I envy you.
Or at least I may have in the past. There. I said it. It’s true. As much as I try to stay in my writing lane and sincerely cheer for my colleagues when they write 2,000 words a day or land agents and book deals, there’s this pernicious, bottom dweller part of me that sometimes covets your successes.
We do this to ourselves all the time. Whether it’s a smaller waistline, a bigger bank account, more letters behind our names or recognition from our industry, we’re often looking at other people and measuring our own worth against theirs.
Four years ago, I attended my first juried writing conference, an experience that validated my writing chops, an opportunity to study with a best-selling author and talented writers. At the end of the weeklong intensive workshop, our author instructor selected the work of one writer (not me) as the best-of from the class and included an excerpt of her novel in the literary journal for the conference.
I was bitter. And petty, too.
I googled this writer often over the years to see what she’d accomplished or had not, and for a long time, nothing came up in my searches, which gave me the false hope that I had time to catch up. Then one day I saw her name embossed on her gorgeous book, published by Penguin Random House, on the new fiction shelf at Barnes & Noble. That familiar pang of envy stabbed me. Over the next few weeks, I learned that her novel was featured in the New York Times Book Review and O, the Oprah Magazine. More angst for me.
Then, I bought her novel and actually read it. I loved it. Really. No snark. No shade. She’s a phenomenal writer and storyteller. She deserved the honor she received at that conference years ago as well as the Kirkus starred review and write-up in Elle. Her journey is not mine and there’s more than enough room in this industry for both of us to soar and shine.
This change in me didn’t happen overnight. I had to repeatedly remind myself why I write. I love the beauty of language, the rhythm of it, the texture of words on my tongue and the way they fit seamlessly on the page. I love a story that makes me think and empathize, one that transports me to new worlds, challenges me and leaves me breathless throughout and awed by the end. That’s magic and I get to create it every time I sit down at my laptop to write a new chapter of my novel. That, and not the external validation, is what inspires me to create.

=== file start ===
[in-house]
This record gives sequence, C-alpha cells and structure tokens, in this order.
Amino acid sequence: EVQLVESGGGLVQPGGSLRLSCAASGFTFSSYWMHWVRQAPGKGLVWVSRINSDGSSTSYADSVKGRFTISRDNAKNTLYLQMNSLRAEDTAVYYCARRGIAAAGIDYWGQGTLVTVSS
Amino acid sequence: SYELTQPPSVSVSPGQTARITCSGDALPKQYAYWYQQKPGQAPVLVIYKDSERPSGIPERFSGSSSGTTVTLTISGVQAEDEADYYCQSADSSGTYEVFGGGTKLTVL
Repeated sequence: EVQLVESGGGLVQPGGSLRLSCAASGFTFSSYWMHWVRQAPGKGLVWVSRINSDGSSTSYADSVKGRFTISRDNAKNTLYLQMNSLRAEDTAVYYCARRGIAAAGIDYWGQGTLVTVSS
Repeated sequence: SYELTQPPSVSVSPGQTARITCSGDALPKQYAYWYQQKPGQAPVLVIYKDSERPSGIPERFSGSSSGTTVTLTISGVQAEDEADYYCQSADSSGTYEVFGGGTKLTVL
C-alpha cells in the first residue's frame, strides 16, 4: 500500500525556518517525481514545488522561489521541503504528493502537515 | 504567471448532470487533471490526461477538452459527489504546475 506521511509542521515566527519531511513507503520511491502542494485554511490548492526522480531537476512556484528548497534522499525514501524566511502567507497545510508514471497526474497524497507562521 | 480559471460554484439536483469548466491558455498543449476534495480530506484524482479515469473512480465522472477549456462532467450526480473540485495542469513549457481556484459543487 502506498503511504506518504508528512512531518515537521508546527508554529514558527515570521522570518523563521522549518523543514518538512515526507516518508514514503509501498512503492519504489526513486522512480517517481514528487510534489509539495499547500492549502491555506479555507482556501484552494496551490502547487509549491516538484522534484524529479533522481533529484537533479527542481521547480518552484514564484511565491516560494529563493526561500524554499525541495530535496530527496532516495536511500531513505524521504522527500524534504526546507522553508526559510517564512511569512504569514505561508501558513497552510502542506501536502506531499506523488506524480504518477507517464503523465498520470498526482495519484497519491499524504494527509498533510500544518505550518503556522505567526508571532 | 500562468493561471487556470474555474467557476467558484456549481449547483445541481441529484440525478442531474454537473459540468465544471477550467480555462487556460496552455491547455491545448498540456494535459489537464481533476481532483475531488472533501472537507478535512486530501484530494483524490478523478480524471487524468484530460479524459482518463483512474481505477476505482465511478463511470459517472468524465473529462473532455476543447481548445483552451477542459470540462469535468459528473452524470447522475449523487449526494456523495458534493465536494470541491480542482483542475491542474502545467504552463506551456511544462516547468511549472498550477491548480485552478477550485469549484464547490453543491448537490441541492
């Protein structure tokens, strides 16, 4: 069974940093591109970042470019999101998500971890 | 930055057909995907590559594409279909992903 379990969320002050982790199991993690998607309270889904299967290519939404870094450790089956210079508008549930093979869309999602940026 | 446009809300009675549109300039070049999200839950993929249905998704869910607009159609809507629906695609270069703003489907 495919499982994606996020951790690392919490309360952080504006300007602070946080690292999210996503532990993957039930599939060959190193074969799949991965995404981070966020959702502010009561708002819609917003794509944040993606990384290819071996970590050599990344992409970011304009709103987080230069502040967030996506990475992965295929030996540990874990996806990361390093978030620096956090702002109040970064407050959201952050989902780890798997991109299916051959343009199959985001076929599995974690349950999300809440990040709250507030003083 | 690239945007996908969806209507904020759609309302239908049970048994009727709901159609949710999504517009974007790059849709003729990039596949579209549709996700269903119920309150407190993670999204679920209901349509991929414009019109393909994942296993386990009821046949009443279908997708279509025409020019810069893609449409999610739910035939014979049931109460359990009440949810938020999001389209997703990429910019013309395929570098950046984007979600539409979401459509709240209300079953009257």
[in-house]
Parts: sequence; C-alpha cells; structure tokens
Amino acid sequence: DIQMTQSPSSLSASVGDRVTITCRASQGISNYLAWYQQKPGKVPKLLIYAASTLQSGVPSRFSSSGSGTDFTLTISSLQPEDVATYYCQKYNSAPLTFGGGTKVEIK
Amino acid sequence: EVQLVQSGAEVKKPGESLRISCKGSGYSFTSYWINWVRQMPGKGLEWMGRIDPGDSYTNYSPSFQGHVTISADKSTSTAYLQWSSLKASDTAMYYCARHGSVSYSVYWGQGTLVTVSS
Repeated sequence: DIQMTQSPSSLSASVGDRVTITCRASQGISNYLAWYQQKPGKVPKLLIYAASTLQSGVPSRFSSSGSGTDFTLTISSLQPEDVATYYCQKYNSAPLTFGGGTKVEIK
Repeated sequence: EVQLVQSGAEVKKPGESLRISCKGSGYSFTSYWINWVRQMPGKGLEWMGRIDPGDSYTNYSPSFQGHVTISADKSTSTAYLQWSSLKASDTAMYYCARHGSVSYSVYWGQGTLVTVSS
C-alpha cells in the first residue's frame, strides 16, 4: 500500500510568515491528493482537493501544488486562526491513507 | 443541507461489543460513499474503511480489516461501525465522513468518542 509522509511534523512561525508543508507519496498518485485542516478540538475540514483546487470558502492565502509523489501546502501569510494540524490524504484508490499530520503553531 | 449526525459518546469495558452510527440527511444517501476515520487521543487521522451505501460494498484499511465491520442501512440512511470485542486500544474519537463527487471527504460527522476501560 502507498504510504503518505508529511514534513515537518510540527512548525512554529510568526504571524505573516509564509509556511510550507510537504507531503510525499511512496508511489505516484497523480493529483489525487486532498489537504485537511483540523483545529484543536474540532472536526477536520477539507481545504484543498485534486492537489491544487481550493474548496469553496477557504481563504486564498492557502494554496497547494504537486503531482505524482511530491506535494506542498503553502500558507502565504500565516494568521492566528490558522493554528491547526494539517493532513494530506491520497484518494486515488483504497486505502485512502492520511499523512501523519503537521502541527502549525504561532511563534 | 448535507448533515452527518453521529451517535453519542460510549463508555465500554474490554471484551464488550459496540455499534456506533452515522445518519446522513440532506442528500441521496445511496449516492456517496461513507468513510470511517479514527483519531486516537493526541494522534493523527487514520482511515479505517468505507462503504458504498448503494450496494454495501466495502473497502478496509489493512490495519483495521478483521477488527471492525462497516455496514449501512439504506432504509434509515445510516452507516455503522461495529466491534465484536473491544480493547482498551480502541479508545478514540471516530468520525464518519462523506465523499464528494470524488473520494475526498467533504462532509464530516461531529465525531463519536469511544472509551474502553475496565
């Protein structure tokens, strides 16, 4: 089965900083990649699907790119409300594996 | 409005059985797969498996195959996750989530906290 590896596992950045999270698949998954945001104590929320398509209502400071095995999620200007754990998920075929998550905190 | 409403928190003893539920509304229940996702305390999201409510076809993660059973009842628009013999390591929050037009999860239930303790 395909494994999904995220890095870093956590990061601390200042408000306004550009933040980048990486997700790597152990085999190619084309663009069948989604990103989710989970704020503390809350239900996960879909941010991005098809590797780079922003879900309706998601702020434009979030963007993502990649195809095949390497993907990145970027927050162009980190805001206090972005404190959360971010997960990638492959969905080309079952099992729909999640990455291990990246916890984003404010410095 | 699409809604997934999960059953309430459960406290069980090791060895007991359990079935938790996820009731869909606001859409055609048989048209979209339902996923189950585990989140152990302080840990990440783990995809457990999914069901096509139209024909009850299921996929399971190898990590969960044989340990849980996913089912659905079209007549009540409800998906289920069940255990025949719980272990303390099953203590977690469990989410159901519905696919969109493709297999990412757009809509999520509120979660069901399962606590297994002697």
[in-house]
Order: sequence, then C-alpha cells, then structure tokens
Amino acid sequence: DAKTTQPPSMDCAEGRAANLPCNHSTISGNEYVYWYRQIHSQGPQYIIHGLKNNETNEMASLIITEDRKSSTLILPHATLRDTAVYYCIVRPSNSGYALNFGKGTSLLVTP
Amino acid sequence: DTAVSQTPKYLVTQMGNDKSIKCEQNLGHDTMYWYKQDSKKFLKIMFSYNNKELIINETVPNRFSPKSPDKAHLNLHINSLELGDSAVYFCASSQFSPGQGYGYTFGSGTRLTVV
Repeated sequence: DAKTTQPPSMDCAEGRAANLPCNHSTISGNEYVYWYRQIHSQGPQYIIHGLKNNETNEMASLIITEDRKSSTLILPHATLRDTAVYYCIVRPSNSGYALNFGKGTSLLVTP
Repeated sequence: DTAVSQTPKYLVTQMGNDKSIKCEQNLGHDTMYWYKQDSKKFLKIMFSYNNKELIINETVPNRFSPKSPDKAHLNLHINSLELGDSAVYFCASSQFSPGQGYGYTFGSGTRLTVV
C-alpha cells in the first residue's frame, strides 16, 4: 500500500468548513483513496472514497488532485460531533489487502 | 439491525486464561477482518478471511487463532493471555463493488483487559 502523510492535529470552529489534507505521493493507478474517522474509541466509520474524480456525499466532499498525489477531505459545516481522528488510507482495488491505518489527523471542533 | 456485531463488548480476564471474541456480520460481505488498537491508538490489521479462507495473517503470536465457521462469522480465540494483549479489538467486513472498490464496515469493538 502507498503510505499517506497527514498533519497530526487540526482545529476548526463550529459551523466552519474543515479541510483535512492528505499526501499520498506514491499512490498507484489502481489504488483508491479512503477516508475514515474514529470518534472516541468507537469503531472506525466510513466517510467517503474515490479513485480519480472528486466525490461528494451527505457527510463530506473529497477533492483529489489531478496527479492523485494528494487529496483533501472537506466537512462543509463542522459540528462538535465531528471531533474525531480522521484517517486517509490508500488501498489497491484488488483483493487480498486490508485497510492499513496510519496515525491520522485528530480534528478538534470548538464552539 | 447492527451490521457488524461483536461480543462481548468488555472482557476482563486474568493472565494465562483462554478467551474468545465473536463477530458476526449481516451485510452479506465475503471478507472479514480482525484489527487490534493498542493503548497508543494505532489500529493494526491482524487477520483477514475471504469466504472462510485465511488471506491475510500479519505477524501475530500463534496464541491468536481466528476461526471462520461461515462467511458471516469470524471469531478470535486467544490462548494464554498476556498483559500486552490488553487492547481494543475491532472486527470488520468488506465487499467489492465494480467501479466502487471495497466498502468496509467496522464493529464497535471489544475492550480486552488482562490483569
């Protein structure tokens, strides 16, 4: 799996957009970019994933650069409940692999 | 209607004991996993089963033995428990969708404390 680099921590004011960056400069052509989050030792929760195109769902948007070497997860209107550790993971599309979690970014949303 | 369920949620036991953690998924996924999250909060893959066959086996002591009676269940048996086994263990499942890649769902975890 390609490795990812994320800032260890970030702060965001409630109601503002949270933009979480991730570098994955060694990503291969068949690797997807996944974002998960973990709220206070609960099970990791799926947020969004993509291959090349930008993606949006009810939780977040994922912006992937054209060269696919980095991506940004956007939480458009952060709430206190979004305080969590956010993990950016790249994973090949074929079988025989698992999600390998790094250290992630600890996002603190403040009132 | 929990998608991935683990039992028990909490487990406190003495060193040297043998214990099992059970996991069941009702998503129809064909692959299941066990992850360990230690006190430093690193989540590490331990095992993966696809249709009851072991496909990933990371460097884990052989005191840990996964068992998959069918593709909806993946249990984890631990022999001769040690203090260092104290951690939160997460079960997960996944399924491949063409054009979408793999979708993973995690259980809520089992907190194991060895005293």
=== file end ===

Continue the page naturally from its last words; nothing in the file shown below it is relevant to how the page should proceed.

I’ve often dismissed those who say do what you love and the money will follow. But, they’re right. Well, no money yet, since I’m still writing my first novel. However, focusing on my craft has paid off with national writing honors, and after my third year attending that writing conference, the leaders selected my novel excerpt as best-of and featured it in the journal. I just had to stay focused, hone my craft and recognize that my only competitor in this writing game is me, no one else.
Shifting my focus from self to others helped, too. When writers reach out to me to commiserate or to offer feedback on a page or a chapter or an entire novel manuscript, I say yes as often as I can. There’s joy in the magnanimity of the writing community and what you give is reciprocated. I’ve developed friendships with writers who have introduced me to agents and editors, read my work, asked me to blog or serve on panels, and kicked my butt when I hit a creative slump.
After a few months, I emailed the author I’d envied to congratulate her on her success. She responded by saying, “Don’t stop (writing)! If you ever have questions about the publishing process, let me know.” Her second novel will be released later this year and I couldn’t be happier for her.
Nancy E. Johnson is a senior communications leader with an Emmy-nominated, award-winning journalism background. She contributed to O, the Oprah Magazine which published her personal essay in the November 2015 issue. Nancy serves as secretary for Mystery Writers of America Midwest Chapter and was a finalist in the Women’s Fiction Writers Association’s 2016 Rising Star Contest and one of the winners of Writer’s Digest’s “Dear Lucky Agent” contest. When she’s not reading, writing or pontificating about politics, she’s running and eating chocolate, sometimes at the same time. The Chicago native is writing her first novel.